Patterson, who officially started Tuesday, joins the firm’s litigation practice group in its San Francisco office, which opened in 2017. He’ll focus on litigation, investigations, and corporate governance, according to a statement provided to Bloomberg Law.
“Chaka brings significant heft to our commercial litigation capabilities, both complementing our existing practices and strengthening our presence locally and nationally,” Teresa Bonder, who leads Alston & Bird’s San Francisco office, said in the statement. “He is an outstanding addition to our accomplished and growing team of litigators.”
Alston & Bird is among the 100 largest firms in the country, reporting nearly $852 million in gross revenue to The American Lawyer last year and around $2.4 million in profits per partner. Patterson was last in Big Law as a partner at Jones Day, which he left in 2017.
“Adtalem does a lot of work with Alston & Bird, particularly the trial practice group,” Patterson said. “From having worked with them as a client, I knew it would be a good fit.”
Patterson resigned from Chicago-based Adtalem on April 30 after more than a year in the role and shortly after the Justice Department dropped a False Claims Act investigation into online educator Walden University. Adtalem agreed to acquire Walden last fall for $1.48 billion, a deal that’s expected to close this year despite concerns from some Adtalem investors.
Adtalem announced June 14 that it hired former Hub Group Inc. general counsel and Seyfarth Shaw associate Douglas Beck as Patterson’s successor. The company said in public filing the same day that Patterson had resigned to pursue another opportunity and that there were no disputes or conflicts with the board or management.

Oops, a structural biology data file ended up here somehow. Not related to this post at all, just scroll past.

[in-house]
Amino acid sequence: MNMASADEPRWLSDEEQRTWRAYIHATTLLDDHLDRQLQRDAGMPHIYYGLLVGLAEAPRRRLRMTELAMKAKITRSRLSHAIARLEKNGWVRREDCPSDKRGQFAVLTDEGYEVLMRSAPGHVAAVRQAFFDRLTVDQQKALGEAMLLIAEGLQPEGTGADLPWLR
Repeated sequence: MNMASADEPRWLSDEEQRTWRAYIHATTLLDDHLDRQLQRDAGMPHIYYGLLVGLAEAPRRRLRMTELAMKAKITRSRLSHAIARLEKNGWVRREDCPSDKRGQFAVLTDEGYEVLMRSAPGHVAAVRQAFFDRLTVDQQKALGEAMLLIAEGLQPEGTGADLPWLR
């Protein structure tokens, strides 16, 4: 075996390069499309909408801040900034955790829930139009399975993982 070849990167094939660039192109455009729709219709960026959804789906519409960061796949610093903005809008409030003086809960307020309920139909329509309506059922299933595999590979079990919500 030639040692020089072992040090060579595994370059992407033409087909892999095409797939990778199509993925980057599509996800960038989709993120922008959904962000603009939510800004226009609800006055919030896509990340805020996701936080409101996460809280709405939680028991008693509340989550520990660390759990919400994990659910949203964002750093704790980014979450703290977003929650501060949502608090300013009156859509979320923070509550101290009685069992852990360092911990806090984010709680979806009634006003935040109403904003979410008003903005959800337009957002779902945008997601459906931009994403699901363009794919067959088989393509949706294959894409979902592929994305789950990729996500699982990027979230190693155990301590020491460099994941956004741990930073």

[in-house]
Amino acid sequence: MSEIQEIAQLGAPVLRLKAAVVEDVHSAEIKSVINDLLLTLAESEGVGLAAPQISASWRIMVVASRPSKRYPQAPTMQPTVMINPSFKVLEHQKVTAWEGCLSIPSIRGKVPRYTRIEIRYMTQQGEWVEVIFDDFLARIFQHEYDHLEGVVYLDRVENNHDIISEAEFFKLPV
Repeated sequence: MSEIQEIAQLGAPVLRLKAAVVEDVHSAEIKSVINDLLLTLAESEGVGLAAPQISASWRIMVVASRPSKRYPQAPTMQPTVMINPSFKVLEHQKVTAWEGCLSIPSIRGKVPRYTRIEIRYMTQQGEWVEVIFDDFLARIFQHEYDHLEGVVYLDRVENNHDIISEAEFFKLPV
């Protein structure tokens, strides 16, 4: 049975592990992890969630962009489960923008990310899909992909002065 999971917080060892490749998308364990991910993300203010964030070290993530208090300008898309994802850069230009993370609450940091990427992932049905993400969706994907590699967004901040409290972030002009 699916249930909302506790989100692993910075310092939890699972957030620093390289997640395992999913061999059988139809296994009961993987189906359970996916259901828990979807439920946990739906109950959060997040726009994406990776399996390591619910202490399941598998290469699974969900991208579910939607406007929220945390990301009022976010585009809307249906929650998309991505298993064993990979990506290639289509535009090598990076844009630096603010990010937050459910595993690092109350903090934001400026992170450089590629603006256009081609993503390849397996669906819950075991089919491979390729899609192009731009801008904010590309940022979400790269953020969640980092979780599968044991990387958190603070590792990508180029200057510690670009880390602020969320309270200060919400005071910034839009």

Patterson said his departure from Adtalem was unrelated to the investigation against Walden University, and that he missed working for a law firm.
“I really like the entrepreneurial aspects of being a partner at a world class law firm,” Patterson said, “and the opportunity to build a book of business, to build a practice, and to mentor young lawyers.”
When Adtalem’s Walden acquisition was announced last fall, Patterson drew praise for the diverse lawyer team that he chose to lead the deal. The team was uniquely comprised of five Black, female lawyers, including Patterson’s associate general counsel.
Patterson told Bloomberg Law at the time that he hoped the team’s composition would inspire other general counsel to put diverse lawyers on their own deals.
“In my experience, it is the clients who drive diversity in the legal profession. It’s important for the general counsel to set the tone for other people in the legal department who may have hiring authority, and to help set the tone and drive diversity among his or her outside counsel,” Patterson said then.
Patterson said he plans to work with Alston & Bird’s Atlanta-based diversity and inclusion partner Angela Payne James on the firm’s diversity efforts, including retaining and promoting young, diverse lawyers.
Prior to Patterson’s time with Adtalem, he worked for the State Attorney of Cook County, Ill., for just under a year as the chief of the Civil Actions Bureau. He resigned in December 2017 following an internal review that found he had referred business to his former employer, Jones Day, at higher-than-standard hourly rates for the county. Patterson declined to comment on his resignation.
Patterson has also worked for Skadden, Exelon, the Office of the Illinois Attorney General, and Jenner & Block, according to his LinkedIn profile.
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